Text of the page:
Court Sanctions Samsung, Can’t Design-Around Apple Patents

Samsung has been sanctioned by a U.S. court in the American edition of its protracted legal battle with Apple for failing to provide the iPhone maker with its products’ source code as ordered by the court. The sanction, handed down late Friday by Judge Paul S. Grewal, significantly impairs the company’s ability to defend itself against patent infringement claims brought by Apple.

Apple vs Samsung

The actions leading up to Friday’s sanction began in December 2011, when the U.S. District Court for the Northern District of California ordered Samsung to produce the source code for nine allegedly infringing functionalities of its Android-based mobile platform.

Samsung only partially complied with the court’s order; it delivered the source code from just a single product for each disputed feature, arguing that the code did not materially differ between its products and that the court’s order did not “mandate the production of every version of every accused product and functionality.”

Apple, arguing that Samsung had failed to comply with both the letter and the intent of the judicial order, moved for the court to bar Samsung’s reliance on any code related to any product it failed to produce.

Samsung has been working hard during the year-long legal battle to discover and implement workarounds, a.k.a. “design-arounds,” to functionality that may fall under Apple’s patent claims. At the time of Apple’s motion to sanction Samsung, FOSS Patent’s Florian Mueller suggested that Samsung’s delaying tactics were used to prevent a preliminary ruling against Samsung’s “design-around” implementations, something that would doom the company’s defensive legal efforts.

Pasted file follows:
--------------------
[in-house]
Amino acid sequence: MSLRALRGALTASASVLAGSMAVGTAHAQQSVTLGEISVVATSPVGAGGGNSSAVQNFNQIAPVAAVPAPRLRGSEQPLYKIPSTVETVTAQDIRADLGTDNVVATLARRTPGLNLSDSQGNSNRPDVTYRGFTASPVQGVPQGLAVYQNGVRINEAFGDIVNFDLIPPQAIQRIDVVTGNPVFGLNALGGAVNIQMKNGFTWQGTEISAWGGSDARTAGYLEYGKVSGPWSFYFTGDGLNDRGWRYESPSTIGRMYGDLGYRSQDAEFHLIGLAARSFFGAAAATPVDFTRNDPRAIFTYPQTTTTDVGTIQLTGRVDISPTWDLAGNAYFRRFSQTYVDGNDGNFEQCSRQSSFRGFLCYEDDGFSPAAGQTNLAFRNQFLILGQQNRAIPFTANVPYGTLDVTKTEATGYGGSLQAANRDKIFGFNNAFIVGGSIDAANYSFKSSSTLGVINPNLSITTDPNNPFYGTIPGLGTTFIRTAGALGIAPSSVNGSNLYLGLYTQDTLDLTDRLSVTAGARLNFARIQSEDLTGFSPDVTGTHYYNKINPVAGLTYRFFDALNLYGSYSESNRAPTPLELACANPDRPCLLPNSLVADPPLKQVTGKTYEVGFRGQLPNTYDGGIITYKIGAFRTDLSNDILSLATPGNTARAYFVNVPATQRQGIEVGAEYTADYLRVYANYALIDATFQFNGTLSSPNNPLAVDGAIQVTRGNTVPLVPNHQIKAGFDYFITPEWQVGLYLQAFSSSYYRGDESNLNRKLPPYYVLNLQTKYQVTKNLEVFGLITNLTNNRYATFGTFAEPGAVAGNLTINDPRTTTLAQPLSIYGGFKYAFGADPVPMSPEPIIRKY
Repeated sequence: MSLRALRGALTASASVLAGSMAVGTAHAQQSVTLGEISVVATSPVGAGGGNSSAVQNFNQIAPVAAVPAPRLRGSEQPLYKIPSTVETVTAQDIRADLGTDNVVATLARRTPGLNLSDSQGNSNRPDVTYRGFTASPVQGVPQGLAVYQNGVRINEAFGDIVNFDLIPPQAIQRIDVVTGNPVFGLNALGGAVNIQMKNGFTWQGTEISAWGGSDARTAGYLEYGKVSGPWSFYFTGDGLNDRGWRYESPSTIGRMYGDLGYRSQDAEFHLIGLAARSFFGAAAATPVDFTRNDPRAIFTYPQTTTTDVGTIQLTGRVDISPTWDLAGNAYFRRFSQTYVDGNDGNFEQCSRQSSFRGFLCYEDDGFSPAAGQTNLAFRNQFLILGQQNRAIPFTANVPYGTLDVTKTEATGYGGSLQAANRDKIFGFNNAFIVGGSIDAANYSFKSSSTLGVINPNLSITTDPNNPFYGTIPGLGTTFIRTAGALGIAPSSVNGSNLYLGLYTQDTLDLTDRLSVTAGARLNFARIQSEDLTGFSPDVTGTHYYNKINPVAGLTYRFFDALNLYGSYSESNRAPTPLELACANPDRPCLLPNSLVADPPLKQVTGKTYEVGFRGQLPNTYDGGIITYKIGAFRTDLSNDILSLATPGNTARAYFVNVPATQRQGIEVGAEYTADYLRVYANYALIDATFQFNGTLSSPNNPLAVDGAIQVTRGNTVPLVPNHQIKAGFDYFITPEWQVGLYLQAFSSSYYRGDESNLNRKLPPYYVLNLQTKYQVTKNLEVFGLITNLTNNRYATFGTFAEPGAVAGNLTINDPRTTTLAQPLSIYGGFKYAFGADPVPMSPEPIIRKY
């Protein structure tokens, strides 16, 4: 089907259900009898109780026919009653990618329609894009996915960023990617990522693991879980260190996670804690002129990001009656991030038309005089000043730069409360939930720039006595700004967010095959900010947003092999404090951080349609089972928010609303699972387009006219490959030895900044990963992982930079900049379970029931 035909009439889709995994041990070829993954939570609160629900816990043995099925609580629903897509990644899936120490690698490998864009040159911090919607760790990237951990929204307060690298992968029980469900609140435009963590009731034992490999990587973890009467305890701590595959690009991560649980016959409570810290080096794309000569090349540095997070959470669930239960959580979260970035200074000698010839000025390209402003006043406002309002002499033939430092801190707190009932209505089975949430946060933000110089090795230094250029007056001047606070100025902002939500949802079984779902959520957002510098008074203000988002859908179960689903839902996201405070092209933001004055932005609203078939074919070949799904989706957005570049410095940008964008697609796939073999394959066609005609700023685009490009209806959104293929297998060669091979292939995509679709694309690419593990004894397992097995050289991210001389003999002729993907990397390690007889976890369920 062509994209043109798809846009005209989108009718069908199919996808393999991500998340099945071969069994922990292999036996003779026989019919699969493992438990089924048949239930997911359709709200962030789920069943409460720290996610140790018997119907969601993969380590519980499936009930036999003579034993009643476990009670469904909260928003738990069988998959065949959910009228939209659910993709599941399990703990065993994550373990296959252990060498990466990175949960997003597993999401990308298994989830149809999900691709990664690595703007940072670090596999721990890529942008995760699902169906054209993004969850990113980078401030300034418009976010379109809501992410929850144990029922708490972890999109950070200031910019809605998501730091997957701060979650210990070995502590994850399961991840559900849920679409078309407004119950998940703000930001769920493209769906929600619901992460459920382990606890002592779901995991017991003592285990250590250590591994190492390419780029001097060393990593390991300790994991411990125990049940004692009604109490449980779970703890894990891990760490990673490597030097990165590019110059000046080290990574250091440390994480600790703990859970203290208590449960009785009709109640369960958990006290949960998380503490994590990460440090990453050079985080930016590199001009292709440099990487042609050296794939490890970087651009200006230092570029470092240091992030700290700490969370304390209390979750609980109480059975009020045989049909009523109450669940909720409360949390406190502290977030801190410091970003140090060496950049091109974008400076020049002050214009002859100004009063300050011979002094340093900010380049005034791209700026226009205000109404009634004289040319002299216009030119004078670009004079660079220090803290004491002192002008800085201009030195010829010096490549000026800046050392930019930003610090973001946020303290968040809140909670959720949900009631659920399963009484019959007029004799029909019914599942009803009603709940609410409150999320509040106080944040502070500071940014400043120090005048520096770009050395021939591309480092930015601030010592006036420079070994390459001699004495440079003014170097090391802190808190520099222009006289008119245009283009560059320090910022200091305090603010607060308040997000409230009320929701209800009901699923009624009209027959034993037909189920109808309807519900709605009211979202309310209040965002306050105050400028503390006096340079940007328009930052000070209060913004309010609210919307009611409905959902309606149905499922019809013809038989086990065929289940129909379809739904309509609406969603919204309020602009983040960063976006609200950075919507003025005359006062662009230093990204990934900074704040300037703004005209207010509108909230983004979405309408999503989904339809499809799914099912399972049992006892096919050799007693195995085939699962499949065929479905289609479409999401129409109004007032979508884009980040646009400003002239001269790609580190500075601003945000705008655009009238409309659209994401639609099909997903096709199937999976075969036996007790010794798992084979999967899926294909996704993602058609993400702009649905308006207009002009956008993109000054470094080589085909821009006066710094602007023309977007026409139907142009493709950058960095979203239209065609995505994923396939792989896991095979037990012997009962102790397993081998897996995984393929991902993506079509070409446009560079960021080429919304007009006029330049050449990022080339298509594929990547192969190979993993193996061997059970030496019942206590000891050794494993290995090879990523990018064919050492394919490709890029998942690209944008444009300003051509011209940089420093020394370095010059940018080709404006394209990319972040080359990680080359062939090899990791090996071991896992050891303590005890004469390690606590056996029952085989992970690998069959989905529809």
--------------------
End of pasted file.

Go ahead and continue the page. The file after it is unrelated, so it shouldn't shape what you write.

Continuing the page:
“If Samsung provided such source code, Apple can try to bring infringement allegations against those design-arounds. The key question here is whether those design-arounds truly steer clear of patent infringement, or whether they merely constitute a somewhat (possibly just slightly) different infringement pattern,” Mr. Mueller wrote.

Now, with Friday’s sanction by Judge Grewal, reproduced below, Samsung will not be able to introduce or rely upon any “design-around” evidence in relation to three key patents: No. 7,469,381 “overscroll bounce,” No. 7,863,891 “timed window,” and No. 7,864,163 “tap to zoom and navigate.”

The company will be forced to acknowledge that the initial code it provided, code that did not take advantage of the recent design-around efforts and that likely infringes on Apple patents, is representative of all current code for the disputed functionalities in relation to the remainder of the litigation.

In accordance with the foregoing, the court grants Apple’s Motion for Sanctions, and finds that Samsung’s failure to adequately produce source code to Apple violated the court’s December 22 Order. Samsung shall be precluded from offering any evidence of its design-around efforts for the ’381, ’891, and ’163 patents, and shall not argue that the design-arounds are in any way distinct from those versions of code produced in accordance with the court’s order. Samsung must instead rely solely on the versions of code that were produced on or before December 31, 2011.

The court’s sanction goes beyond Samsung’s current trial with Apple, however. As Mr. Mueller explains, Samsung will now be viewed by future courts as a “recidivist violator of discovery orders,” giving Apple an advantage if further sanctions are requested.

[Teaser graphic via Shutterstock]